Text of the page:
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> fuel pump relocation under steering rack pictures?
Geezer914
post Feb 4 2023, 08:57 AM
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Anyone relocated the fuel pump and filter under the steering rack with to make it easier to change the fuel filter? Pictures? Thanks
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FlacaProductions
post Feb 4 2023, 09:48 AM
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Geezer914
post Feb 4 2023, 10:57 AM
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Thanks for the pic.
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Literati914
post Feb 4 2023, 11:11 AM
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I’m planning the same .. any more pics out there? A few different angles would help clear the mind tbh (IMG:style_emoticons/default/blink.gif) (IMG:style_emoticons/default/smoke.gif)


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FlacaProductions
post Feb 4 2023, 11:37 AM
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FlacaProductions
post Feb 4 2023, 11:46 AM
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I know...I know....I don't like the blue crimp connector either but that's the PO's work. I'll get that corrected.
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mlindner
post Feb 4 2023, 12:13 PM
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Geezer, not what your looking for but just to give you ideas. With my forward install fuel tank I mounted the filter and pump under the tanks for easy service. MarkAttached Image
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roundtwo
post Feb 4 2023, 12:18 PM
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QUOTE(mlindner @ Feb 4 2023, 10:13 AM) *

Geezer, not what your looking for but just to give you ideas. With my forward install fuel tank I mounted the filter and pump under the tanks for easy service. MarkAttached Image



Hello,

Do you have a fuel filter before the fuel enters the fuel pump?
And is that metal bracket to cradle of the spare tire? Nicely done. Thanks.Todd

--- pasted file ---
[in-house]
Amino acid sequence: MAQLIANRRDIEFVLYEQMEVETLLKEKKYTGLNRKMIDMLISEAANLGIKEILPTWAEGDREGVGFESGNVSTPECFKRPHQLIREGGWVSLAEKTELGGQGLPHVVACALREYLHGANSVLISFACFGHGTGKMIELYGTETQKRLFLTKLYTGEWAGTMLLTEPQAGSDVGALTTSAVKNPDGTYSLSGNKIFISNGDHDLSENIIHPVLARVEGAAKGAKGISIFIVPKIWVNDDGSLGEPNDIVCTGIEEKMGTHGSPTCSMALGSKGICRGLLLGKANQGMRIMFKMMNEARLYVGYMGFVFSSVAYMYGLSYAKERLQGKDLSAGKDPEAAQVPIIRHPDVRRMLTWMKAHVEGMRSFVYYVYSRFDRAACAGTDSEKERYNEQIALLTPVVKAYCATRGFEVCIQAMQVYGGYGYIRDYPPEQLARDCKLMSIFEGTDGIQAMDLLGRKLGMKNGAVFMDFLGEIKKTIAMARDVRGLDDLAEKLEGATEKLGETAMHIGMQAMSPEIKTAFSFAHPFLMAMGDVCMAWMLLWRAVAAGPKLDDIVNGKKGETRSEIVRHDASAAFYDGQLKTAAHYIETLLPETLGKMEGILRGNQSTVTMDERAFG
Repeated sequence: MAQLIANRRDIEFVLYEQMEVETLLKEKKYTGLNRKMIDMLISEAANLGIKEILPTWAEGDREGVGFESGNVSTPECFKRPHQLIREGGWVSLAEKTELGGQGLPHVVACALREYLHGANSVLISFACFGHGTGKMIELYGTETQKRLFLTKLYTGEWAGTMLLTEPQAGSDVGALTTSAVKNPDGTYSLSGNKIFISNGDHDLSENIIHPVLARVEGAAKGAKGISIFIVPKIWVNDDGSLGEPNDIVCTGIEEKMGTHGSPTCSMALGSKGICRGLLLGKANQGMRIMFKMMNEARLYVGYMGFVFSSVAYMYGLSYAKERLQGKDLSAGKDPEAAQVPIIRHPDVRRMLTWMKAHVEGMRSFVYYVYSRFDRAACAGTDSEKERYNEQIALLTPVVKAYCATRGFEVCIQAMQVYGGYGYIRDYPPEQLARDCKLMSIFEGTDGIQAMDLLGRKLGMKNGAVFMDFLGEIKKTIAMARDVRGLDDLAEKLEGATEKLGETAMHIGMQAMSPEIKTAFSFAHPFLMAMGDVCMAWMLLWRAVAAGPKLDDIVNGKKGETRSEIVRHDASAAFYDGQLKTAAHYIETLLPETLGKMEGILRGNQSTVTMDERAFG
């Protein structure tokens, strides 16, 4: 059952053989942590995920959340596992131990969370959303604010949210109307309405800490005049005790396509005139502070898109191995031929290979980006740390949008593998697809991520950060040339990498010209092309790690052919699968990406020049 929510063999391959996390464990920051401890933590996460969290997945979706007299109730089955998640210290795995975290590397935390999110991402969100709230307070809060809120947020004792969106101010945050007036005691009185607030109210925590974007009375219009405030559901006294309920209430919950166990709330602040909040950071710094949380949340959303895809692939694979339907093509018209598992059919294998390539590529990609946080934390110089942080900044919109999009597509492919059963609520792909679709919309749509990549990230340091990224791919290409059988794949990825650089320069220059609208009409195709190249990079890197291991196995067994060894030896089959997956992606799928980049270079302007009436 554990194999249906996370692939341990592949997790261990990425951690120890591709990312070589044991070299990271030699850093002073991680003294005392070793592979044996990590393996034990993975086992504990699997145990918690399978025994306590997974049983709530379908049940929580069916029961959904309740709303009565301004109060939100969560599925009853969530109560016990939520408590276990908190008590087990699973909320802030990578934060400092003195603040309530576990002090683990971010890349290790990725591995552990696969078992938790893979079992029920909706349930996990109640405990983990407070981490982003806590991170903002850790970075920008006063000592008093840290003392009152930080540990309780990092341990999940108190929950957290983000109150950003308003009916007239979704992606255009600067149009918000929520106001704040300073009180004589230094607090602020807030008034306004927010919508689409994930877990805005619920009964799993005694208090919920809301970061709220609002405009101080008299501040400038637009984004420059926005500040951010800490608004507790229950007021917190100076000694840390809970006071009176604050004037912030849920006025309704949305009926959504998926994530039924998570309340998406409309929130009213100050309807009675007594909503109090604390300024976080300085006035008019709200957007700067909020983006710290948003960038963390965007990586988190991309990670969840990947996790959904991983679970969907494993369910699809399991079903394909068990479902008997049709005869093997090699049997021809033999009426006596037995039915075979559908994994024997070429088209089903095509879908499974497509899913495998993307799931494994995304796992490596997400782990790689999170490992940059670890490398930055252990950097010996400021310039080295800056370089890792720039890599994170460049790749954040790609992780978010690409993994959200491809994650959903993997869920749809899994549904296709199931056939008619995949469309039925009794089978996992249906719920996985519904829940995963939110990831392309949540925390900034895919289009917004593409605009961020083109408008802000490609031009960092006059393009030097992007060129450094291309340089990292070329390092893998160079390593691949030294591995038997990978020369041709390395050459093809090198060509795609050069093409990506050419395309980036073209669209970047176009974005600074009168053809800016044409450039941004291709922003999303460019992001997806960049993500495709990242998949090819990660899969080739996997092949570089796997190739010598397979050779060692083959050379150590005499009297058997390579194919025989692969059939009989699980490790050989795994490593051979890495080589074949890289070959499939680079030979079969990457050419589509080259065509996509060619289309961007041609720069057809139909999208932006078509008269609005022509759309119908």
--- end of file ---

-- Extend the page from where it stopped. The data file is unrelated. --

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mlindner
post Feb 4 2023, 12:26 PM
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Roundtwo, yes filter always first. And I just cary a small spare.Attached Image
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rhodyguy
post Feb 4 2023, 12:26 PM
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Chimp Sanctuary NW. Check it out.
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I would not like having to remove the rack cover piece to simply change the filter or service the lines or the pump. ESP potentially on the side of the road.
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FlacaProductions
post Feb 4 2023, 12:47 PM
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QUOTE(rhodyguy @ Feb 4 2023, 10:26 AM) *

I would not like having to remove the rack cover piece to simply change the filter or service the lines or the pump. ESP potentially on the side of the road.


I like how protected it is up there.
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Geezer914
post Feb 4 2023, 02:53 PM
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Rhodyguy, if the pump or the filter craps out, that is something I would not attempt to fix on the side of the road. With the fuel pump under the gas tank, it's a pia to remove the plate and maneuver the fuel pump with the 12mm fuel line to get the filter out , and stuff everything back in hoping you didn't kink a fuel line. Under the steering rack, you remove 4 bolts and everything is right there. I would like to install a small fuel shutoff valve to make it easy to change the filter.
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windforfun
post Feb 4 2023, 03:23 PM
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QUOTE(rhodyguy @ Feb 4 2023, 10:26 AM) *

I would not like having to remove the rack cover piece to simply change the filter or service the lines or the pump. ESP potentially on the side of the road.


(IMG:style_emoticons/default/agree.gif) (IMG:style_emoticons/default/agree.gif) (IMG:style_emoticons/default/agree.gif)
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mlindner
post Feb 4 2023, 04:44 PM
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Just pinch the fuel line for that.
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iankarr